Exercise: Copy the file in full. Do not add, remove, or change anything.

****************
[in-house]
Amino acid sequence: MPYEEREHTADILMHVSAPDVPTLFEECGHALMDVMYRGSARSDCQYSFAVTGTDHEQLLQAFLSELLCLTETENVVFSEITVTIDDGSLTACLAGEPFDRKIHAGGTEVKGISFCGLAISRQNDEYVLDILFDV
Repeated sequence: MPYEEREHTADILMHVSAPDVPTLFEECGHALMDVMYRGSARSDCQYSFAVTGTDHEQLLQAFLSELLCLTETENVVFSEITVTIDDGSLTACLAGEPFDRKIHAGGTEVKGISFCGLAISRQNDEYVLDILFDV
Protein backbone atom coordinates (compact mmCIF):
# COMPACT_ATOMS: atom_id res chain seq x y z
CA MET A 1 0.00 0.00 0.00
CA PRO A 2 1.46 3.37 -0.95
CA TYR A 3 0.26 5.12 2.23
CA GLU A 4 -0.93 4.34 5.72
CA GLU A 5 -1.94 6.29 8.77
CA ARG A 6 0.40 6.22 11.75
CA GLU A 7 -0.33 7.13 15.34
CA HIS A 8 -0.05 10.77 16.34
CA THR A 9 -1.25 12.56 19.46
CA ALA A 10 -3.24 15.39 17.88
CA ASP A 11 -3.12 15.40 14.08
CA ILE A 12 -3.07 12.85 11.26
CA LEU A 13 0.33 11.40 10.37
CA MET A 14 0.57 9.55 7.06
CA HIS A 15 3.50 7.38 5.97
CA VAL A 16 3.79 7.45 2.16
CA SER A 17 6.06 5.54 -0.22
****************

[in-house]
Amino acid sequence: MPYEEREHTADILMHVSAPDVPTLFEECGHALMDVMYRGSARSDCQYSFAVTGTDHEQLLQAFLSELLCLTETENVVFSEITVTIDDGSLTACLAGEPFDRKIHAGGTEVKGISFCGLAISRQNDEYVLDILFDV
Repeated sequence: MPYEEREHTADILMHVSAPDVPTLFEECGHALMDVMYRGSARSDCQYSFAVTGTDHEQLLQAFLSELLCLTETENVVFSEITVTIDDGSLTACLAGEPFDRKIHAGGTEVKGISFCGLAISRQNDEYVLDILFDV
Protein backbone atom coordinates (compact mmCIF):
# COMPACT_ATOMS: atom_id res chain seq x y z
CA MET A 1 0.00 0.00 0.00
CA PRO A 2 1.46 3.37 -0.95
CA TYR A 3 0.26 5.12 2.23
CA GLU A 4 -0.93 4.34 5.72
CA GLU A 5 -1.94 6.29 8.77
CA ARG A 6 0.40 6.22 11.75
CA GLU A 7 -0.33 7.13 15.34
CA HIS A 8 -0.05 10.77 16.34
CA THR A 9 -1.25 12.56 19.46
CA ALA A 10 -3.24 15.39 17.88
CA ASP A 11 -3.12 15.40 14.08
CA ILE A 12 -3.07 12.85 11.26
CA LEU A 13 0.33 11.40 10.37
CA MET A 14 0.57 9.55 7.06
CA HIS A 15 3.50 7.38 5.97
CA VAL A 16 3.79 7.45 2.16
CA SER A 17 6.06 5.54 -0.22